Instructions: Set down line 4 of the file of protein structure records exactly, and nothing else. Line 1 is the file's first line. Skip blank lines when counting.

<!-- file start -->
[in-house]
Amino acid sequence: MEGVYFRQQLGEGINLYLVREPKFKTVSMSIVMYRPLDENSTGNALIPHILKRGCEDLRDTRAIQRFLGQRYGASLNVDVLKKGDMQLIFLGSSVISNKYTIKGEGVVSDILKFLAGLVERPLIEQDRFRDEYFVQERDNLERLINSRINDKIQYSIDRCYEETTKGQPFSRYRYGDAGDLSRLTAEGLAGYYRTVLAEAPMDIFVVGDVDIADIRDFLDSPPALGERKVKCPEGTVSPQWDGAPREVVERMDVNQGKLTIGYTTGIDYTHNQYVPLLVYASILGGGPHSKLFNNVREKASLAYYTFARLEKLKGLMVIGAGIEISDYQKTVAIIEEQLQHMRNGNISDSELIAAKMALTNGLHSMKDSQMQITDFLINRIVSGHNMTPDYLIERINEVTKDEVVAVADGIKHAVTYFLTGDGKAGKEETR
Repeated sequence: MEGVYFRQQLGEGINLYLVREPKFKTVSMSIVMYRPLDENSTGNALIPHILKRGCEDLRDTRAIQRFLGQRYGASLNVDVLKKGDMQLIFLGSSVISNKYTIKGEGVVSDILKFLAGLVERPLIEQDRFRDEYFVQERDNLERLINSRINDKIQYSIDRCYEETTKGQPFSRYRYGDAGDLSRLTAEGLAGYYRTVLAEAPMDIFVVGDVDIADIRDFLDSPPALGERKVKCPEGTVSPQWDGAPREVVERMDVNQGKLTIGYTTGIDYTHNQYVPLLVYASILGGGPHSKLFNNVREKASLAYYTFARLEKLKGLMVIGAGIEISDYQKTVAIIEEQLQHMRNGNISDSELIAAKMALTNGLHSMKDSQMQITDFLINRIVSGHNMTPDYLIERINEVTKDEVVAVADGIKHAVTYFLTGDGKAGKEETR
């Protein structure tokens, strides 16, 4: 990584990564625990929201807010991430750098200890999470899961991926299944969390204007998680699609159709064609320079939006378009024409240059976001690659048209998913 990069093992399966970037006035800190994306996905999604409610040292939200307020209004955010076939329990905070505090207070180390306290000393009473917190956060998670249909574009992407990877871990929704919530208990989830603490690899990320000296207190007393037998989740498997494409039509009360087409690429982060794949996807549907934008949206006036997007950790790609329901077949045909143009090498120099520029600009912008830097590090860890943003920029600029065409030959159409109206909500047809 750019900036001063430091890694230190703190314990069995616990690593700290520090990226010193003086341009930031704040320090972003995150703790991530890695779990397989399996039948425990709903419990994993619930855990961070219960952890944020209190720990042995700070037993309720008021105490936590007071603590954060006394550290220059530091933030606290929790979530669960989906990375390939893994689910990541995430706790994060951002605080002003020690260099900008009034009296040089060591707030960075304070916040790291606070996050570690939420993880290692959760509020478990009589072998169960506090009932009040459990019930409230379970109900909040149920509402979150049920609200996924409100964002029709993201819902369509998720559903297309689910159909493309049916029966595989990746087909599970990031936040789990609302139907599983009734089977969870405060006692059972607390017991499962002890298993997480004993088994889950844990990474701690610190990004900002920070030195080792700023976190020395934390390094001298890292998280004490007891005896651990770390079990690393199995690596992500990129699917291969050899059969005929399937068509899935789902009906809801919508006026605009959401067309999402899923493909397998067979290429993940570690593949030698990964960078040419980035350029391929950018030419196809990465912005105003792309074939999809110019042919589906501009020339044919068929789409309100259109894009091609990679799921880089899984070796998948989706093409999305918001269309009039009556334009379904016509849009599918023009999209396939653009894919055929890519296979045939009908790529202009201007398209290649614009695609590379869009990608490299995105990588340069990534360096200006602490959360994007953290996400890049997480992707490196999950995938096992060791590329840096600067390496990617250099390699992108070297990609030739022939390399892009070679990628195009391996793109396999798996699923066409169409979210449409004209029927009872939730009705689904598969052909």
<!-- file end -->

């Protein structure tokens, strides 16, 4: 990584990564625990929201807010991430750098200890999470899961991926299944969390204007998680699609159709064609320079939006378009024409240059976001690659048209998913 990069093992399966970037006035800190994306996905999604409610040292939200307020209004955010076939329990905070505090207070180390306290000393009473917190956060998670249909574009992407990877871990929704919530208990989830603490690899990320000296207190007393037998989740498997494409039509009360087409690429982060794949996807549907934008949206006036997007950790790609329901077949045909143009090498120099520029600009912008830097590090860890943003920029600029065409030959159409109206909500047809 750019900036001063430091890694230190703190314990069995616990690593700290520090990226010193003086341009930031704040320090972003995150703790991530890695779990397989399996039948425990709903419990994993619930855990961070219960952890944020209190720990042995700070037993309720008021105490936590007071603590954060006394550290220059530091933030606290929790979530669960989906990375390939893994689910990541995430706790994060951002605080002003020690260099900008009034009296040089060591707030960075304070916040790291606070996050570690939420993880290692959760509020478990009589072998169960506090009932009040459990019930409230379970109900909040149920509402979150049920609200996924409100964002029709993201819902369509998720559903297309689910159909493309049916029966595989990746087909599970990031936040789990609302139907599983009734089977969870405060006692059972607390017991499962002890298993997480004993088994889950844990990474701690610190990004900002920070030195080792700023976190020395934390390094001298890292998280004490007891005896651990770390079990690393199995690596992500990129699917291969050899059969005929399937068509899935789902009906809801919508006026605009959401067309999402899923493909397998067979290429993940570690593949030698990964960078040419980035350029391929950018030419196809990465912005105003792309074939999809110019042919589906501009020339044919068929789409309100259109894009091609990679799921880089899984070796998948989706093409999305918001269309009039009556334009379904016509849009599918023009999209396939653009894919055929890519296979045939009908790529202009201007398209290649614009695609590379869009990608490299995105990588340069990534360096200006602490959360994007953290996400890049997480992707490196999950995938096992060791590329840096600067390496990617250099390699992108070297990609030739022939390399892009070679990628195009391996793109396999798996699923066409169409979210449409004209029927009872939730009705689904598969052909």